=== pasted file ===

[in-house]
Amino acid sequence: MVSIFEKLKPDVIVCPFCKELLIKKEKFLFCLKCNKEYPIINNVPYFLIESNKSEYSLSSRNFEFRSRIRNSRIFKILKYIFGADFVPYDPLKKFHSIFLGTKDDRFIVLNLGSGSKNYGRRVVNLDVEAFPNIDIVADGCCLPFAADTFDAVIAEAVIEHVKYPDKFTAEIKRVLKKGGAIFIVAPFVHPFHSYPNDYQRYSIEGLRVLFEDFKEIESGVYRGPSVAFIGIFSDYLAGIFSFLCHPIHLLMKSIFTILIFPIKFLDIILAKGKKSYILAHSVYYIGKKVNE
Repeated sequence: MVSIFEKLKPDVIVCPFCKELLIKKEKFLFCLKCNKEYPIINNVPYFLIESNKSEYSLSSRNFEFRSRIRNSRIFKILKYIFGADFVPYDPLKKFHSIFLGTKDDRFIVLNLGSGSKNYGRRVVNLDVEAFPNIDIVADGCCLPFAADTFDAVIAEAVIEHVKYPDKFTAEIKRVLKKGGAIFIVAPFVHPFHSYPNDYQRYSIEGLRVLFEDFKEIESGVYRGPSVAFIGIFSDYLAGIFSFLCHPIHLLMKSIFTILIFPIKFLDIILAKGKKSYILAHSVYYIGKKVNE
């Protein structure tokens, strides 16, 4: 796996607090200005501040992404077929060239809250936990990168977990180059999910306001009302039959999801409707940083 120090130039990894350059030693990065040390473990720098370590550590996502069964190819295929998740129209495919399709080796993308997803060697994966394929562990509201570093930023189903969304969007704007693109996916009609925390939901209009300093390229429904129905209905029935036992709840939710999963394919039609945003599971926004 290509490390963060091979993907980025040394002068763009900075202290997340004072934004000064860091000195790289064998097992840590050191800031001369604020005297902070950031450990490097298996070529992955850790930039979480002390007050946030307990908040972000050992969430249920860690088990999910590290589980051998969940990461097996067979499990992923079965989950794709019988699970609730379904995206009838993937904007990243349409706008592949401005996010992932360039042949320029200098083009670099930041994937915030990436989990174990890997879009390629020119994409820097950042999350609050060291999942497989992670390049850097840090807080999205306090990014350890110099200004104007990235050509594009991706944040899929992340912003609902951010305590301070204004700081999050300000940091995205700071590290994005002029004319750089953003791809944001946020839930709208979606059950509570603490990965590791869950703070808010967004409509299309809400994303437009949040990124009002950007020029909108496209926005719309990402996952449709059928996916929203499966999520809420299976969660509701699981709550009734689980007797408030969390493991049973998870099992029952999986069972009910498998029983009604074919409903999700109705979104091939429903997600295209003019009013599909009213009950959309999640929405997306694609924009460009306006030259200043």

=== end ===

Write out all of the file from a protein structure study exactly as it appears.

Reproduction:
[in-house]
Amino acid sequence: MVSIFEKLKPDVIVCPFCKELLIKKEKFLFCLKCNKEYPIINNVPYFLIESNKSEYSLSSRNFEFRSRIRNSRIFKILKYIFGADFVPYDPLKKFHSIFLGTKDDRFIVLNLGSGSKNYGRRVVNLDVEAFPNIDIVADGCCLPFAADTFDAVIAEAVIEHVKYPDKFTAEIKRVLKKGGAIFIVAPFVHPFHSYPNDYQRYSIEGLRVLFEDFKEIESGVYRGPSVAFIGIFSDYLAGIFSFLCHPIHLLMKSIFTILIFPIKFLDIILAKGKKSYILAHSVYYIGKKVNE
Repeated sequence: MVSIFEKLKPDVIVCPFCKELLIKKEKFLFCLKCNKEYPIINNVPYFLIESNKSEYSLSSRNFEFRSRIRNSRIFKILKYIFGADFVPYDPLKKFHSIFLGTKDDRFIVLNLGSGSKNYGRRVVNLDVEAFPNIDIVADGCCLPFAADTFDAVIAEAVIEHVKYPDKFTAEIKRVLKKGGAIFIVAPFVHPFHSYPNDYQRYSIEGLRVLFEDFKEIESGVYRGPSVAFIGIFSDYLAGIFSFLCHPIHLLMKSIFTILIFPIKFLDIILAKGKKSYILAHSVYYIGKKVNE
């Protein structure tokens, strides 16, 4: 796996607090200005501040992404077929060239809250936990990168977990180059999910306001009302039959999801409707940083 120090130039990894350059030693990065040390473990720098370590550590996502069964190819295929998740129209495919399709080796993308997803060697994966394929562990509201570093930023189903969304969007704007693109996916009609925390939901209009300093390229429904129905209905029935036992709840939710999963394919039609945003599971926004 290509490390963060091979993907980025040394002068763009900075202290997340004072934004000064860091000195790289064998097992840590050191800031001369604020005297902070950031450990490097298996070529992955850790930039979480002390007050946030307990908040972000050992969430249920860690088990999910590290589980051998969940990461097996067979499990992923079965989950794709019988699970609730379904995206009838993937904007990243349409706008592949401005996010992932360039042949320029200098083009670099930041994937915030990436989990174990890997879009390629020119994409820097950042999350609050060291999942497989992670390049850097840090807080999205306090990014350890110099200004104007990235050509594009991706944040899929992340912003609902951010305590301070204004700081999050300000940091995205700071590290994005002029004319750089953003791809944001946020839930709208979606059950509570603490990965590791869950703070808010967004409509299309809400994303437009949040990124009002950007020029909108496209926005719309990402996952449709059928996916929203499966999520809420299976969660509701699981709550009734689980007797408030969390493991049973998870099992029952999986069972009910498998029983009604074919409903999700109705979104091939429903997600295209003019009013599909009213009950959309999640929405997306694609924009460009306006030259200043």